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Merkel's Bavarian allies convene - without her

November 4, 2016

Angela Merkel's southern allies, the Christian Social Union (CSU), are convening for their annual convention. There's been tension recently between Merkel and her Bavarian cousins - and this year she's not been invited.

CDU Parteitag 05.12.2012
Image: Reuters

The Christian Social Union (CSU) is not usually a party to break with tradition. But at this weekend's annual party conference in Munich, the Catholic conservative party dominated by Bavarian patriots has abandoned decades of protocol and decided not to invite the leader of Germany's main center-right force, the Christian Democratic Union (CDU), to make her usual guest appearance.

Chancellor Angela Merkel's absence was played down by both allies when it became public last week. "It's a mutual decision of the two party leaders, following the motto: togetherness instead of staging," said CSU General Secretary Andreas Scheuer. "We've always said the issues should be in the foreground."

But there's little doubt that there may have been another reason why Merkel and CSU leader Horst Seehofer might not be keen to share a stage this time - few can forget the humiliation that befell the chancellor at last year's conference, when, immediately after the speech in which she again refused to offer an upper limit on the number of refugees allowed to enter Germany, Merkel was forced to hang around on stage while Seehofer voiced his party's objections. "We'll meet again on this subject," he told her.

Angela Merkel und Horst Seehofer CSU Parteitag
Seehofer left Merkel looking foolish last yearImage: Getty Images/AFP/C. Stache

Both the CDU and the CSU are keen to avoid a similar scene this year, because there is still daylight between the two allies on the "upper limit" issue a year later. "There's no point clearing up open questions on stage," CSU deputy leader Ilse Aigner told the "Welt am Sonntag" newspaper. "We saw last year what it looks like when you celebrate disagreement. There's no need to repeat that."

A regional national party

The CSU is Germany's most paradoxical major political party. Identifying staunchly with the "Free State of Bavaria," the CSU always aspires to - and usually gets - federal power (the party currently boasts three cabinet ministers, covering the agriculture, transport, and economic development briefs in Merkel's cabinet). 

The reason for this is the CSU's long-term alliance with the CDU. The two parties have been locked together by a pact sealed at the dawn of the Federal Republic of Germany that has benefitted both parties - in exchange for not fielding any candidates in Bavaria, the CDU is guaranteed the support of the CSU on a national level. But occasionally, the pressure of national crises creates fissures.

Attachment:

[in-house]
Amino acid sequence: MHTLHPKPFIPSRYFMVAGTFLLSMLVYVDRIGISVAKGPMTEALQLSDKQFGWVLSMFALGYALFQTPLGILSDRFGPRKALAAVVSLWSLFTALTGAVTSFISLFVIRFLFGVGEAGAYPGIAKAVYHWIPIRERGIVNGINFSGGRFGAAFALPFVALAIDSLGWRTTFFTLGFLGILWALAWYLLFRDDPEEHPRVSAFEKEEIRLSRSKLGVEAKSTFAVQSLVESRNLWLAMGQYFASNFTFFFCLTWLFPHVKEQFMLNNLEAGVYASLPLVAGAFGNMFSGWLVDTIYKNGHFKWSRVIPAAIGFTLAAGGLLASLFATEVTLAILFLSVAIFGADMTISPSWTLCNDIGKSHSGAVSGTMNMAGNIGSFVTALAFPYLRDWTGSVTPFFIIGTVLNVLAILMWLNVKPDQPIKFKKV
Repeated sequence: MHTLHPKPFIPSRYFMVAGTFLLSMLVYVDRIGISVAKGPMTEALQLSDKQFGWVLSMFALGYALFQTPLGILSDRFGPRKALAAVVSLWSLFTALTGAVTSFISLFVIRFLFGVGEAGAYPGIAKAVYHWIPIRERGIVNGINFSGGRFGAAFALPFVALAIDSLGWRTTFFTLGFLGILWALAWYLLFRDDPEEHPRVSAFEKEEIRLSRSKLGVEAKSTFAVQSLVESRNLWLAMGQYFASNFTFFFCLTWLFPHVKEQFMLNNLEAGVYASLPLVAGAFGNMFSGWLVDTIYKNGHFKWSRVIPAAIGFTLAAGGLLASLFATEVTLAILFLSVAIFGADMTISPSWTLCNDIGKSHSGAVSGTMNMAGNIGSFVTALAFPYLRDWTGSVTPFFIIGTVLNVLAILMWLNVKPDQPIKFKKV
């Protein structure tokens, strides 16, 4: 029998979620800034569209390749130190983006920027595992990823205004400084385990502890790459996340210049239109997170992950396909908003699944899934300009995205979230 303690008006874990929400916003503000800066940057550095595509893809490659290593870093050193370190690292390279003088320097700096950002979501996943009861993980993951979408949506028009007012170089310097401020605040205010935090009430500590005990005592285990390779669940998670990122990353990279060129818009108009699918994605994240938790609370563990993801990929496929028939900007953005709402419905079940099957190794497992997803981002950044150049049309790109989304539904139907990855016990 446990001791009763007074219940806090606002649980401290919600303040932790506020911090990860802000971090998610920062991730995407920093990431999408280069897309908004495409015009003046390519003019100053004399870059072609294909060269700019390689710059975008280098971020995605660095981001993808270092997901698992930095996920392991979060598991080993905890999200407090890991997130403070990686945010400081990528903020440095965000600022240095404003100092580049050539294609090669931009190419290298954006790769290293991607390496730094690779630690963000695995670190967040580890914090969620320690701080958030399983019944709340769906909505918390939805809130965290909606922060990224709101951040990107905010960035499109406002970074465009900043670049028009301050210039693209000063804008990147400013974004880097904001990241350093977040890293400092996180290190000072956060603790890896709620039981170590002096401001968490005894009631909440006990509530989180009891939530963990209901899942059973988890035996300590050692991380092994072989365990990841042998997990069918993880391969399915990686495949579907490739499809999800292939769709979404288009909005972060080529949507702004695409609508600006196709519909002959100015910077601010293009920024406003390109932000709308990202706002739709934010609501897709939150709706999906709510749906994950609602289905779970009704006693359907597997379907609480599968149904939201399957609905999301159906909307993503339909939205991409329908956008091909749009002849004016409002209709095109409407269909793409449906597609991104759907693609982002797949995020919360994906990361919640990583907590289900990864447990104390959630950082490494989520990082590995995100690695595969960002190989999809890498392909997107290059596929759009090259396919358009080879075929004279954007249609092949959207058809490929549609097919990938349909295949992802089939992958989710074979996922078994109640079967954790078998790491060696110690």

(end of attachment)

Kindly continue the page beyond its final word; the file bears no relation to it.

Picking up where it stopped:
The past year has been one of those times. An influx of several hundred thousand refugees into Germany created a bureaucratic impasse in many parts of the country, and handed media attention and then regional electoral success to the Alternative for Germany (AfD), an anti-EU party that swiftly changed gears and capitalized on fear and xenophobia by offering straightforward anti-immigrant, anti-government populism.

Threat from both sides

In more harmonious times, Merkel and Seehofer seemed happy for Seehofer to play the role of right-wing attack dog to Merkel's studied, cautious centrism - the formula worked with Germany's conservative voters, and allowed the CSU to stick to the famous policy dictum expressed by its most storied leader, Franz-Josef Strauss: "There must be no democratically legitimate party right of the CSU."

Deutschland Franz Josef Strauß letzter Auftritt beim Aschermittwoch
Strauss' dictum, that there should never be a "legitimate party" right of the CSU, didn't work outImage: picture alliance/augenklick/firo Sportphoto

But with the AfD gaining nearly a quarter of the vote in some German states this year, that motto has become obsolete. The CSU is currently polling at only 44 percent in its home state, while the AfD has taken 9 percent - anything less than an absolute majority was once considered unthinkable.

And it gets worse for the CSU - the split in the right-wing vote has opened opportunities for a so-called "red-red-green" coalition. Germany's three big leftist parties - the Social Democrats (SPD), the Left party, and the Greens - have suddenly sensed an opportunity and found common ground. That particular power constellation is about to take over in the state of Berlin, and is being seen as a blueprint for an alternative to a Merkel-led "grand coalition" following the general election in September 2017.

"We're in a two-front war," former CSU leader Erwin Huber told the "Frankfurter Allgemeine Zeitung" on Friday. "Red-red-green on the one side - that formation is now a serious prospect. If the Union isn't strong enough, then that - I'm convinced - will come after the Bundestag election. And on the other side we have the right-wing populists. Germany is in flux and we're in the pincers of the party system."

That might well be why the CDU and the CSU are now so keen to cover the cracks in their relationship. Recently, prominent CSU politicians have spoken with renewed enthusiasm about the prospect of having Merkel as the CDU/CSU candidate next year - for the fourth time running.

"It has become very clear [at the recent two-party summits] that there are huge areas of agreement between the CSU and the CDU," CSU parliamentary leader Gerda Hasselfeldt told the DPA news agency. "That's why I'm very confident that we'll be fighting together next year, election year, together." With or without Angela Merkel.